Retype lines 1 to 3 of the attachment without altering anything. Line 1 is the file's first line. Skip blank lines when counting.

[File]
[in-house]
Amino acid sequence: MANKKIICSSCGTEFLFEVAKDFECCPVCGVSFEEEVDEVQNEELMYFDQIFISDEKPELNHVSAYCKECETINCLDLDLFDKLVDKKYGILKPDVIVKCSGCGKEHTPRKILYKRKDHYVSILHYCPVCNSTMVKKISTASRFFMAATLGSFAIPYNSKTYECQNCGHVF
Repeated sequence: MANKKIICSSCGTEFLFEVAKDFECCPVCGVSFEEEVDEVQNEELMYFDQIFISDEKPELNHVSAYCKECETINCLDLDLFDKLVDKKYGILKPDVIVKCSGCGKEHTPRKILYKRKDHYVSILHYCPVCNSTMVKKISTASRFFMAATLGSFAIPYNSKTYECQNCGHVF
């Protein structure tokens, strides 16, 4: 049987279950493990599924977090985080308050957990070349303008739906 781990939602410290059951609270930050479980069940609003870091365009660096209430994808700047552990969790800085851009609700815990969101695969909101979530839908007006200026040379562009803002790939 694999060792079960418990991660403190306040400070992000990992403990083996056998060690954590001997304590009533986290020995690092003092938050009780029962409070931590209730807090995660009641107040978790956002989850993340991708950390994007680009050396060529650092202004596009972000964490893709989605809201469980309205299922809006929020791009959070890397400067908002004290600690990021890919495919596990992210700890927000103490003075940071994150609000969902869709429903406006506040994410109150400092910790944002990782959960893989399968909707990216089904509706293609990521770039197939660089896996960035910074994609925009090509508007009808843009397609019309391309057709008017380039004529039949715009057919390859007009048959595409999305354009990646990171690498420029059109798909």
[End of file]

[in-house]
Amino acid sequence: MANKKIICSSCGTEFLFEVAKDFECCPVCGVSFEEEVDEVQNEELMYFDQIFISDEKPELNHVSAYCKECETINCLDLDLFDKLVDKKYGILKPDVIVKCSGCGKEHTPRKILYKRKDHYVSILHYCPVCNSTMVKKISTASRFFMAATLGSFAIPYNSKTYECQNCGHVF
Repeated sequence: MANKKIICSSCGTEFLFEVAKDFECCPVCGVSFEEEVDEVQNEELMYFDQIFISDEKPELNHVSAYCKECETINCLDLDLFDKLVDKKYGILKPDVIVKCSGCGKEHTPRKILYKRKDHYVSILHYCPVCNSTMVKKISTASRFFMAATLGSFAIPYNSKTYECQNCGHVF